The French government on Tuesday launched a series of potentially seminal public debates on the role of religion in contemporary French society. The junior minister responsible for citizenship, Marlène Schiappa, kicked off the initiative with a high-level conference in Paris.
Intellectuals, lawyers, and social analysts have been asked to spearhead the effort which will involve round-table discussions and working groups on topics such as freedom of expression and research, youth, and social cohesion. The initiative, which envisages a series of discussion groups aimed at encouraging a broad public debate on the contentious relationship between faith and state, is timely.
Especially, given the ongoing controversy over the French state’s commitment to the liberal European ideal and its interface with the Islamic notion of what is construed as offensive to a majority of Muslims. The government is keen, it says, to involve young people in the debate, and to create a climate in which the sensitive subject of religious affiliation in a secular republic can be analysed calmly.
The consultation, which is expected to last till the end of the year, is copping criticism and praise in equal measure. There are those who say the debate is a waste of time and energy, since the gulf separating the supporters of complete religious freedom from those who flag the threat of “Islamic separatism” in France, is unbridgeable.
The Left-Green stand is that religion, in this case Islam, is being used as a political weapon by the Right and the Republicans to stigmatise practicing Muslims. The allegedly exclusionary character of the legislation on religious separatism which has survived a first parliamentary reading and is currently on the way to being adopted as law is flagged by critics as an illustration of this phenomenon.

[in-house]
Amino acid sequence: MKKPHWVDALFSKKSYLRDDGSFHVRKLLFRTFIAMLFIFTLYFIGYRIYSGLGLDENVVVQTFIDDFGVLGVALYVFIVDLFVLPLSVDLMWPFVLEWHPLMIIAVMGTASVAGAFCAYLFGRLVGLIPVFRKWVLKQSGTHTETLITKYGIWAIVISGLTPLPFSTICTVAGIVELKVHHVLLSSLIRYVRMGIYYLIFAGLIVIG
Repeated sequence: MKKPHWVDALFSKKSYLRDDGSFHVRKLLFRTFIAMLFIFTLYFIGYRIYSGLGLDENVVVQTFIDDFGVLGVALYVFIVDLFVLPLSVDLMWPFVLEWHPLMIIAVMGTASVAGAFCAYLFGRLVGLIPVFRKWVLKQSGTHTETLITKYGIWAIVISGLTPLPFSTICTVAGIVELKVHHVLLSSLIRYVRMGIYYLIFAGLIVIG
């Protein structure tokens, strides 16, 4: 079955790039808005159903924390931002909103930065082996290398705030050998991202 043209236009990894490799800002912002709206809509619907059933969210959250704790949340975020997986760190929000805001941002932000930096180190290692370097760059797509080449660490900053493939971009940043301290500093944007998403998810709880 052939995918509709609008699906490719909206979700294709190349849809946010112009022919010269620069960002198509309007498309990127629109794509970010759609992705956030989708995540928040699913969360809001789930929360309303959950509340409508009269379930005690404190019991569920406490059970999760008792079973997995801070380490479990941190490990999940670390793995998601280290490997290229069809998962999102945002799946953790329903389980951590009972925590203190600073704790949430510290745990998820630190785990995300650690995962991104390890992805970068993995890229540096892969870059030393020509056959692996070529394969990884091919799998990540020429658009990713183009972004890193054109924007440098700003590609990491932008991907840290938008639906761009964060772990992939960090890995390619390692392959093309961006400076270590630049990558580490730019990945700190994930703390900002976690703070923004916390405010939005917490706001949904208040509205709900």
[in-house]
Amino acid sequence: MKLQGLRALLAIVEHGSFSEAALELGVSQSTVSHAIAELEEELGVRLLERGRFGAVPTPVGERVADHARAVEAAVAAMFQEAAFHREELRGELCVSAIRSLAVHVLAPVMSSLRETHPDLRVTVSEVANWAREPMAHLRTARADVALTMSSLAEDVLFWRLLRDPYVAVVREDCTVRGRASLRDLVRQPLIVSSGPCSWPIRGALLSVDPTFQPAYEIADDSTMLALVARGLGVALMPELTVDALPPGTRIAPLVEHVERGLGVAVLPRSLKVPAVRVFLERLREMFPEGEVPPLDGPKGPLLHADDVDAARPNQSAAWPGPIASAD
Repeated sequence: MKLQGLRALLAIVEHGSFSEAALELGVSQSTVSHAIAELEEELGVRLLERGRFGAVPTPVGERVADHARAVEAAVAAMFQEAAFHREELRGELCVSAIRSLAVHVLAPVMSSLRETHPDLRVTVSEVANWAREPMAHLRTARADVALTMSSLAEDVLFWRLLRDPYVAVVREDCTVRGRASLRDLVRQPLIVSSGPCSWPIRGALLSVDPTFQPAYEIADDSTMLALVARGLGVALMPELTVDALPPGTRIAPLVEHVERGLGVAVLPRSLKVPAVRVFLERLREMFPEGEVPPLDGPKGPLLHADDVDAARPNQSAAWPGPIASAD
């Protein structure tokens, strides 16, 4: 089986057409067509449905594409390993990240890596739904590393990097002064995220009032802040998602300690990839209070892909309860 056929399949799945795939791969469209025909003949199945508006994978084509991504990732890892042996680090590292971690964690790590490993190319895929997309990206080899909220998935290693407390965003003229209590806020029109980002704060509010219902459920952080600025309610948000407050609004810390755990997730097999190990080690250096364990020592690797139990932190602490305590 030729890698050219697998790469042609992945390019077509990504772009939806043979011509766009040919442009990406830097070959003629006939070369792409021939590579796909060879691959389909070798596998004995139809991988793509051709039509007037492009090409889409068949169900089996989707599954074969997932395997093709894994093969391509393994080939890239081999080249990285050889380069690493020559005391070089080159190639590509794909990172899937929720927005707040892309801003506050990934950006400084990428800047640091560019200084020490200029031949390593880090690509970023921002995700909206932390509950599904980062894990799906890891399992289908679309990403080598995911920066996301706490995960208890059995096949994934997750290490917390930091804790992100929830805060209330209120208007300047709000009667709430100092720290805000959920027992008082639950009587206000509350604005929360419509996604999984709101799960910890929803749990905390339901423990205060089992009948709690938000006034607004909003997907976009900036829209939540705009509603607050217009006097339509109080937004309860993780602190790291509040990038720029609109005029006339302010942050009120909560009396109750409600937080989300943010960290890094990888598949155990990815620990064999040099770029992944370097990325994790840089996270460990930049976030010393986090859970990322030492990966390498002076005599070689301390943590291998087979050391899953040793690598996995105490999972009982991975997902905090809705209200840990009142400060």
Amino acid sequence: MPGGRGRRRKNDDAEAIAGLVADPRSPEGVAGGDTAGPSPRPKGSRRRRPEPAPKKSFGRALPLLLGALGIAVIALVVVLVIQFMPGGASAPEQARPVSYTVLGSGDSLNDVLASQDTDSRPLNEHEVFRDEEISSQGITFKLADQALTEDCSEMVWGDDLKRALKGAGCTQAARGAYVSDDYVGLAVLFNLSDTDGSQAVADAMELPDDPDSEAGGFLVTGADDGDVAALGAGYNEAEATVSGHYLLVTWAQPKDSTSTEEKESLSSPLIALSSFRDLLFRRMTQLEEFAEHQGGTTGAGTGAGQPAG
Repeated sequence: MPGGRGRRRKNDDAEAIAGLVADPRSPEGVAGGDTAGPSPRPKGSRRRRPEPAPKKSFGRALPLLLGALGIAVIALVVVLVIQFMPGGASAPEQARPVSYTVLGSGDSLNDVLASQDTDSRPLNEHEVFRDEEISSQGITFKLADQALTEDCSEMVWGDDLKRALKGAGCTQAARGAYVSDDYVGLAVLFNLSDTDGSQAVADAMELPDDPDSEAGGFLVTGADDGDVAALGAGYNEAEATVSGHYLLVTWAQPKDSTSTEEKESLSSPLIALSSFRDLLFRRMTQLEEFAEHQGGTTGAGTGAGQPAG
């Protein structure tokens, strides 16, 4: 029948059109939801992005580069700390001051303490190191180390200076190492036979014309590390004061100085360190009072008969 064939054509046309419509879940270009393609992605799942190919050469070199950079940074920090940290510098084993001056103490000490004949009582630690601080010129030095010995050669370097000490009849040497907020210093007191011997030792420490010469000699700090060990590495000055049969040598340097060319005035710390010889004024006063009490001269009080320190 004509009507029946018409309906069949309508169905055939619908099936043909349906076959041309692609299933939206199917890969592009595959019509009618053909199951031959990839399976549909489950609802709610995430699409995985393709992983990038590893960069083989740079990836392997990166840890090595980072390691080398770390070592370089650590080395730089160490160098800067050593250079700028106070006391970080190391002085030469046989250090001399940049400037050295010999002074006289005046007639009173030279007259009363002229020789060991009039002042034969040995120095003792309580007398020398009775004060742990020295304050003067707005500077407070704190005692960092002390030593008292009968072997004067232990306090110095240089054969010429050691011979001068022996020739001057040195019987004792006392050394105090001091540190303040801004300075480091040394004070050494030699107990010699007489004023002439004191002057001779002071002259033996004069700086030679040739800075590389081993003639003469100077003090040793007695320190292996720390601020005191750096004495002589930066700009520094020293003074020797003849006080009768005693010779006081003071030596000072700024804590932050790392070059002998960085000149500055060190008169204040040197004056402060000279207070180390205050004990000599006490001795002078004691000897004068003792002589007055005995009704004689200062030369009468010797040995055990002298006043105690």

Then there are those who dismiss the government move as a publicity stunt aimed at distracting from the real issues and setting the media narrative. But there are voices being raised in support. Mario Stasi of the International League Against Racism and Anti-Semitism is convinced that talking is better than some of the alternatives.
“If we can shift the debate away from the gutter of hatred and insult on social media, and put different points of view side by side, and look at them seriously with a view to producing concrete proposals,” he says, “then I see nothing but advantages in the idea of this national consultation.” The fact remains there is no running away from this debate. Casting aspersions on intentionality is a mug’s game and unprovable to boot.
Paris needs to be applauded for recognising there is a clear and present danger to both the idea of France, as it were, and the sizable minority of its citizens for whom their religious identity as Muslims is important. That the government has chosen to address the issue head-on and by involving the citizenry is far better than brushing difficult but necessary dialogue under the carpet which has been the default response of other democracies the world over that.